Challenges facing His Ministry
Just like any other new ministry, Richard Allen was opposed from all quarters during his first days in the ministry. However, his ministry received a boost later on following the realization by the Africans that the ministry would be a source of freedom to the religious discrimination. Many Africans therefore agreed to join Allen’s ministry in the year 1787. The church continued to receive several challenges with the worst set back occurring in South Carolina.Here, his church was burnt to the ground and the church minister forced to run for his life and take a refuge at Philadelphia. The church had been accused of hosting slaves who were planning a revolt. The AME church therefore never expanded much in the South.
Allen later faced a division among his followers which led to the formation of the African Protestants Episcopal Church and the Independent Methodist Church under his leadership. The problems continued even after they had completed the building of their Bethel Church in 1794 and he had been ordained the first African American deacon in 1799. There were frictions between his congregation and the leadership of the original church up to 1816.This was because his ministry still depended upon the original church for ministers as Africans had not been trained into the ministry. The challenges made the African worshipers to hold a meeting at Philadelphia leading into the formation of the African Methodist Episcopal Church. Richard Allen was finally chosen to be its first Bishop the same year.
A brief about the church
The Africa Methodist Episcopal Church is today independent from the United Methodist Church. The church developed from the initiatives of a group slaves from the Philadelphia and those who had served as slaves like Allen. They had withdrawn their membership from the original church by 1787 because of discrimination in their initial places of worship.They united and built the Bethel African Methodist Church in 1799. Allen became both the Church’s first minister and its first Bishop. Today the church has over one million members.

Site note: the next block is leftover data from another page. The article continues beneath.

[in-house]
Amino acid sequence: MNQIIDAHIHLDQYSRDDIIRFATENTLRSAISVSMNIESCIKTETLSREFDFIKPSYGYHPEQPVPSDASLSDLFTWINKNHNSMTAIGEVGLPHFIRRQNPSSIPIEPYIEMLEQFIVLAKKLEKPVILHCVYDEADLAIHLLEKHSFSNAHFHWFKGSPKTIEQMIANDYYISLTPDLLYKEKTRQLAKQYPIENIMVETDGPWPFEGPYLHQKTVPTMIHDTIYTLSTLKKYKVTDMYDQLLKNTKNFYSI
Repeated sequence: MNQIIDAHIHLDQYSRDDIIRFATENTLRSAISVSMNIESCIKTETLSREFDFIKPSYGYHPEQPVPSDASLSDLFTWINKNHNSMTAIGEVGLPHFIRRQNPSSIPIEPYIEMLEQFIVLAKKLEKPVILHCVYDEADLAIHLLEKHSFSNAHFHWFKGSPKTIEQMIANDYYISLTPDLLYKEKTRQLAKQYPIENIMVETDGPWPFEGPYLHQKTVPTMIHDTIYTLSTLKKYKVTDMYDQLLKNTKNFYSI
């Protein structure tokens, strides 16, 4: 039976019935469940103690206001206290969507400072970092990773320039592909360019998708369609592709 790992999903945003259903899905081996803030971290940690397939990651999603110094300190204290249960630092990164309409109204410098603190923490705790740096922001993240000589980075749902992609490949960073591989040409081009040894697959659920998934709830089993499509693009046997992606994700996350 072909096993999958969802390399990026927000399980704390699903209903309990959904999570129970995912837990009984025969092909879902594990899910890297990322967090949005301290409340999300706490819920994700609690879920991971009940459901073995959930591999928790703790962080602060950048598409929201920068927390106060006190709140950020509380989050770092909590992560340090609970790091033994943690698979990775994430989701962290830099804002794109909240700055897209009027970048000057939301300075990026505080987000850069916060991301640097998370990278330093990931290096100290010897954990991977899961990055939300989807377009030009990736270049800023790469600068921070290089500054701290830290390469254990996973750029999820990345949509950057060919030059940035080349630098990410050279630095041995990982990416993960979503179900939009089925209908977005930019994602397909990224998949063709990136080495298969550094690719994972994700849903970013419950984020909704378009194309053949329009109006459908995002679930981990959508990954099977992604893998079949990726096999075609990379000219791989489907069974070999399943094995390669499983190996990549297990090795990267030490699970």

Allen’s contributions to black’s Freedom
The contributions by Allen to the blacks’ freedom are two-fold. It began a year after he was ordained the AEM church bishop. It began by his denial of the plan by the America Colonization Society (ACS) to return the free African-Americans back to Africa. By the year 1830 had formed the first National movement to resettle the free African Americans in Canada. The ACS advocated for either the voluntary emigration or forced expulsion of all free blacks from the United States to Africa. Allen responded by organizing a meeting at the Bethel Church where he solicited support for enslaved blacks by the free blacks.He also declared that it was in order for free blacks to enjoy all the rights and privileges enjoyed by any other citizen of the United States. They used both the Philadelphia newspaper and the first black newspaper to address their grievances.